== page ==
These data tell us that the mid- to large-sized viruses BVDV, IBR, PI3, REO, and CAV should be readily inactivated at the gamma radiation doses normally applied to frozen serum for risk mitigation (25-45 kGy). On the other hand, the two parvoviruses, PPV and MMV, are more difficult to inactivate, presumably due to their small size. Parvoviruses are often used to challenge viral removal and inactivation processes due to their size and lack of an envelope. Higher kGy dose levels may increase the effectiveness of inactivation for these viruses, although at such levels the performance of the animal serum being irradiated may be adversely impacted.

Gamma-irradiation can effectively mitigate the risk of introducing other potential contaminants of bovine serum, including Cache Valley virus, blue tongue virus, and epizootic hemorrhagic disease virus. Like the parvoviruses, however, other relatively small non-enveloped viruses of the calicivirus, picornavirus, polyomavirus, and circovirus families may represent cases where gamma irradiation is less effective at the doses normally applied. Other means of mitigating the risk associated with these viruses may need to be considered.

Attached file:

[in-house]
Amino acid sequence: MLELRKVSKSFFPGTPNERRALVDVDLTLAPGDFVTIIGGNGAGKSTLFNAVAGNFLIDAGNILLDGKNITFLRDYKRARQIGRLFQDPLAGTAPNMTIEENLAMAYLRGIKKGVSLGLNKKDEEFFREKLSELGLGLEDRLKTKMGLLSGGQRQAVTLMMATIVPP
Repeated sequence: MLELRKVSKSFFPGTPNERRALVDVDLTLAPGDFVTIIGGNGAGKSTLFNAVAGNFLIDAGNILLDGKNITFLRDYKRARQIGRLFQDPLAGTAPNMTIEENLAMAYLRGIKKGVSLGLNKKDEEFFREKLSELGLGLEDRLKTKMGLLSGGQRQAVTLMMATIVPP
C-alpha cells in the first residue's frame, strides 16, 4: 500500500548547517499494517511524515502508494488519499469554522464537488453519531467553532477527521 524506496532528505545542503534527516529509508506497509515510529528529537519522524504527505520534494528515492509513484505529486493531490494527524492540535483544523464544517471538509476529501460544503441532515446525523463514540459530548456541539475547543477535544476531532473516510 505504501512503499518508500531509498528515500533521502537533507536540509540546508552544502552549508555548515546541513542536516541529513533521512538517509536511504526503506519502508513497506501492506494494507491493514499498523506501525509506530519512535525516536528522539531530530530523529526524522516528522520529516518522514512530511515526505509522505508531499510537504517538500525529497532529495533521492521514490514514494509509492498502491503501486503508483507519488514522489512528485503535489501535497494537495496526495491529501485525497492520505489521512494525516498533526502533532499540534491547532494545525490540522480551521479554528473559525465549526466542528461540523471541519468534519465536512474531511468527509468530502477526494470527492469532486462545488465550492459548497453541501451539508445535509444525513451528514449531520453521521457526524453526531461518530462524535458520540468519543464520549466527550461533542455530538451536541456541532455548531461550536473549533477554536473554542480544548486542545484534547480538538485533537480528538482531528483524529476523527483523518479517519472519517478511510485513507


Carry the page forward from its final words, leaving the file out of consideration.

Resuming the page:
< This information was excerpted in part from Nims, et al. Biologicals (2011) >

Information sources: Daley et al., FOCUS 20(3):86-88, 1998; Wyatt et al. BioPharm 1993: 6(4):34-40; Purtel et al., 2006; Hanson and Foster, Art to Science 16:1-7, 1997; Hyclone Labs Art to Science 12(2): 1-6, 1993; Gauvin and Nims 2010; Plavsic et al. BioPharm 2001: 14(4):32-36.